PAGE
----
The History of Halloween

Halloween has been cherished for so many years across the world, but it hasn’t always been the same holiday we love. Throughout generations, Halloween has transformed and changed into what we know today.


Halloween started as a Celtic Pagan holiday. It was originally celebrated by the Celts in Ireland over 2,000 years ago. It first originated from the Festival of Samhain, which was celebrated throughout Ireland, the United Kingdom, and Northern France. The day wasn’t full of candy and trick-or-treating like it is today though. The Celts believed that on this day, the barrier between the real world and the spirit world thinned dramatically, allowing the spirits to pass through. The village people would give peace offerings by throwing fruits and farm animals into a giant bonfire in hopes that the spirits would stay away from their homes. Celts would also leave food and drinks outside their homes for the spirits to enjoy.


The name, Samhain, was eventually molded into All-Hallow’s Eve, but the name Halloween has only been around for a short amount of time. The name we know now wasn’t popularized until around 1785, nearly 1,500 years after it’s origin, when a poem by the same name was released by Robert Burns. The name Halloween was simply a shortened version of the name All-Hallow’s Eve. It became the normal name for the day, used by many.


The traditions of Halloween weren’t always the same either, although the original day did have similarities. The origin of costumes on Halloween can be traced back to the time of Celts as well. During the festival of Samhain, the villagers would wear masks and disguise themselves so the spirits would think they are one of them. They believed this would cause the spirits to leave them alone. This tradition, eventually, molded into wearing costumes for Halloween just for fun. Specifically, in the late 1800s, Halloween became more of a party instead of a day for ghosts, witchcraft, and pranks.


Trick-or-treating can be rooted in the past as well. It’s said that this act originated from the poor citizens of the village begging for food. It is also said that it can be linked with the offerings that were given to the spirits that crossed over. The commercialization of Halloween didn’t start until the 1900s. The trick-or-treating we know today started around the 1920s in the U.S.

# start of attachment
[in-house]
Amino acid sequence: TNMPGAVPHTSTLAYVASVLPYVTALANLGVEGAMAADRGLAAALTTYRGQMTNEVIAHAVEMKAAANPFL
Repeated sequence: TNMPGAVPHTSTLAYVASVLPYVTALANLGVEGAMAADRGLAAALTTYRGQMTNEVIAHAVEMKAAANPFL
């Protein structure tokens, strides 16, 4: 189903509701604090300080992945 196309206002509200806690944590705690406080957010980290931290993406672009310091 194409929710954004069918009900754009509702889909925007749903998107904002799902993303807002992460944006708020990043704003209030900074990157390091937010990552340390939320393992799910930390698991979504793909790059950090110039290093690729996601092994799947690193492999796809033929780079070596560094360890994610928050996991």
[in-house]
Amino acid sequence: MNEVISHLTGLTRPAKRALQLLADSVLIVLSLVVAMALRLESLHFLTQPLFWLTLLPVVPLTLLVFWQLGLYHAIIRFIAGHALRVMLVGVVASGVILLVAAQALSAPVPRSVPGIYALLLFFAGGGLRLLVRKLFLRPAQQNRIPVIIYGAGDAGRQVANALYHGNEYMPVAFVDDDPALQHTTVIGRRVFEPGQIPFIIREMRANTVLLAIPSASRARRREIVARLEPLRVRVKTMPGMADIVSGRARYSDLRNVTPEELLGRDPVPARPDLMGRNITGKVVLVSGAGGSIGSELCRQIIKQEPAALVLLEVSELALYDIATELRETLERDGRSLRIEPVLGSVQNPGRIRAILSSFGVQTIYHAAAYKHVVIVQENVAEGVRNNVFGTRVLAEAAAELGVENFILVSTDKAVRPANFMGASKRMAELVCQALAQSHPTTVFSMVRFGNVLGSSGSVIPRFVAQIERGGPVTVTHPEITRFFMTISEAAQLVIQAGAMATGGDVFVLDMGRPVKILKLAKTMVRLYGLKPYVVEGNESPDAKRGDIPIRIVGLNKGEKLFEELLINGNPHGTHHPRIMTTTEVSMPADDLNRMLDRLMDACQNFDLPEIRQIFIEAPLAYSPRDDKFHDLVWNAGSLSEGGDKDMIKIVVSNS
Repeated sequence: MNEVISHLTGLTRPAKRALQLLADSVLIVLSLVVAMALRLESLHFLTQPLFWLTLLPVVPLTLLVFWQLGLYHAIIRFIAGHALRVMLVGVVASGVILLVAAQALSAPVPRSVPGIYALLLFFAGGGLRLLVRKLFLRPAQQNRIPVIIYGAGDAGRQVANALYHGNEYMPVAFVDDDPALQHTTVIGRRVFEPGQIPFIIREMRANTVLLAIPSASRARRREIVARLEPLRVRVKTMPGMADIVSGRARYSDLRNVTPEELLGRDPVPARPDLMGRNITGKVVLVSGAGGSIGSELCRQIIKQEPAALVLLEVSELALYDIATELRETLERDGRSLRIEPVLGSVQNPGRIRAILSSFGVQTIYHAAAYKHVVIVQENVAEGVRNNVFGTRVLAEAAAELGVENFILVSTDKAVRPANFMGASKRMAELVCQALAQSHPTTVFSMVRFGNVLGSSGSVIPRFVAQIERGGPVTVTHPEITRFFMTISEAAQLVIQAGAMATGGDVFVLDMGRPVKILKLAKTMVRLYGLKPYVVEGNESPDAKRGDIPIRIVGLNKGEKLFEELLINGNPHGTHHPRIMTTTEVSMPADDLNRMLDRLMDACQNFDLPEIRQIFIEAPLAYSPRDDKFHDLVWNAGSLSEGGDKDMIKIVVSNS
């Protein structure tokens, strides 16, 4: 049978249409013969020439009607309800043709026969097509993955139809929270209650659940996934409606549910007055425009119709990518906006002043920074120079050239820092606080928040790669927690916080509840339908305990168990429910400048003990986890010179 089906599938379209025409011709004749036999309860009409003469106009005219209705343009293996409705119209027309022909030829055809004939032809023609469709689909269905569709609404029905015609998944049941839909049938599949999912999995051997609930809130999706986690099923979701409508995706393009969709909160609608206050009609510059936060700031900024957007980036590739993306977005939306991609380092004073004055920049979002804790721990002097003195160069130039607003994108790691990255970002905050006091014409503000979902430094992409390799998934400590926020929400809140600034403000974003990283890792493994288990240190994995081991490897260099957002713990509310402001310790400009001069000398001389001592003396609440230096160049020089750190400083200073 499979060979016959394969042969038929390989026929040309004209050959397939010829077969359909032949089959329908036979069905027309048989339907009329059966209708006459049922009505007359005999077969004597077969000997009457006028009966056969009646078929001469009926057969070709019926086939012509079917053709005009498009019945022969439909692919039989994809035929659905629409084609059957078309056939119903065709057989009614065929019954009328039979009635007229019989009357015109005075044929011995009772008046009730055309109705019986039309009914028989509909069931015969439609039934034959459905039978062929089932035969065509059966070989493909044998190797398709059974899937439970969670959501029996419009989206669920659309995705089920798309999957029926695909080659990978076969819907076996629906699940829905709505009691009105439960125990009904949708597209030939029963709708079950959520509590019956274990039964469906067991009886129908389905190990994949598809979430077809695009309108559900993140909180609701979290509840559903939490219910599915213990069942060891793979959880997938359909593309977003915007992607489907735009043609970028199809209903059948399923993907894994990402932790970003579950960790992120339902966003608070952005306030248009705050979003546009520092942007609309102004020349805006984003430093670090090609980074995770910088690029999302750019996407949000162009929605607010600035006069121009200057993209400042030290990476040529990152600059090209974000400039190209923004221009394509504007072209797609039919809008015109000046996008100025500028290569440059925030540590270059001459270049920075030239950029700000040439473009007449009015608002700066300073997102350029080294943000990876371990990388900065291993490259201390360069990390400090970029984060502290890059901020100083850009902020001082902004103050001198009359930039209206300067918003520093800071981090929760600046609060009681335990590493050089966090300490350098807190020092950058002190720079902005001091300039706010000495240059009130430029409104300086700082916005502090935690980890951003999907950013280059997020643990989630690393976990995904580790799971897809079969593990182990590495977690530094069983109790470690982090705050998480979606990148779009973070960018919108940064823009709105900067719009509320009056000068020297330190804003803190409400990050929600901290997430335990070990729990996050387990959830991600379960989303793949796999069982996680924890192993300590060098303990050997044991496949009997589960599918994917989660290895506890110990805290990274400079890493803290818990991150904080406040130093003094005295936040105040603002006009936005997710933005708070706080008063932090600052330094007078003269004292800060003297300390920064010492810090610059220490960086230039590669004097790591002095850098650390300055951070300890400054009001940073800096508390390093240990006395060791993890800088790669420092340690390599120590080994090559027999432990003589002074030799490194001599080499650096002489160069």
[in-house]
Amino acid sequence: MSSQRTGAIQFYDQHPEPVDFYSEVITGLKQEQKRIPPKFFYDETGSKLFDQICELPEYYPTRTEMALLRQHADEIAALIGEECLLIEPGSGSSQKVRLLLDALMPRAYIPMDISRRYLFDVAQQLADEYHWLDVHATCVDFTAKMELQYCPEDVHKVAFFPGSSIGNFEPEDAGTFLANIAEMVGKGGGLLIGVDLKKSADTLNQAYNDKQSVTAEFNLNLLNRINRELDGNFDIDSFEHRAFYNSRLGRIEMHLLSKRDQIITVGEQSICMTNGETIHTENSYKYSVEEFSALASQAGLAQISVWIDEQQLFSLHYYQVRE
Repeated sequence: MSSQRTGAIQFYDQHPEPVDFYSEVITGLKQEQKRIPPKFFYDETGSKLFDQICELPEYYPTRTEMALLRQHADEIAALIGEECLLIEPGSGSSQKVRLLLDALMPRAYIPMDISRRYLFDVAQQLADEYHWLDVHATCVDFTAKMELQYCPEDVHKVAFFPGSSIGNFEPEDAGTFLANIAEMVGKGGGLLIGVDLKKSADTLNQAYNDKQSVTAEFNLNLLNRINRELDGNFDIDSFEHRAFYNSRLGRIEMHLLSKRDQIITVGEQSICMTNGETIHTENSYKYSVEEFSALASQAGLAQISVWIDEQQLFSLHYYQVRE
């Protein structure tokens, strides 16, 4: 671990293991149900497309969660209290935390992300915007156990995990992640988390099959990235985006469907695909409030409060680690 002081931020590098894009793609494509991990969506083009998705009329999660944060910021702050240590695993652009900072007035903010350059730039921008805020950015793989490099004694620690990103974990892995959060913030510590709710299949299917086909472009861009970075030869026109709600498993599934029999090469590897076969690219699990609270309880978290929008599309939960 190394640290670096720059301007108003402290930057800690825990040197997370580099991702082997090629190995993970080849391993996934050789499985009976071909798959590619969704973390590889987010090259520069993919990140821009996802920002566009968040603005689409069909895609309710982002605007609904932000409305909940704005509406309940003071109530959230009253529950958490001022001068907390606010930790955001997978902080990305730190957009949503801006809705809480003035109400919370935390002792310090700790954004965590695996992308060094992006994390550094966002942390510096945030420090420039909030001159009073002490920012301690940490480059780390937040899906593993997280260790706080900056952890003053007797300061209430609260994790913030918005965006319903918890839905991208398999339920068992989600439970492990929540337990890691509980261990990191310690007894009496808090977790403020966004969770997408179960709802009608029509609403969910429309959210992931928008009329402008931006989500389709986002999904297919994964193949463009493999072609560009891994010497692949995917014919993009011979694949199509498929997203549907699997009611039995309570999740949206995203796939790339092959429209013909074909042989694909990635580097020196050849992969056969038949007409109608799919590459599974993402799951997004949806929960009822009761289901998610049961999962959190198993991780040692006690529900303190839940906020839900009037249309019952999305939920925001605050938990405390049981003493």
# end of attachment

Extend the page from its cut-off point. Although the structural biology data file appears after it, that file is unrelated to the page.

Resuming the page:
Halloween has had many interesting traditions over the years. One of the many was the idea that a woman could see her future husband in a dream if she drank a concoction made of walnuts, hazelnuts, and nutmeg. Another way to tell their future husband was to throw apple peels behind them. The theory was that the peels would fall into the shape of their future partner’s initials. The scariest tradition of all of these was the idea that if a woman stood in complete darkness in front of a mirror and held a lit candle in front of them, they would see their future husband’s face in the darkness behind them. Spooky.


Lastly, we need to discuss black cats. The superstition of black cats was rooted in the Middle Ages. People believed that witches transformed themselves into black cats to avoid detection from the village. It was said that if you crossed paths with a black cat, especially on Halloween, you would have many years of bad luck. Black cats were seen as a bad omen by many different countries and cultures around the world. I can promise you, black cats are harmless and precious despite this superstition.



Halloween has changed throughout the years, but it’s still a widely celebrated day around the world. There’s nothing better than a good spook. No matter what your traditions are for Halloween, make sure to be safe and have a fun time!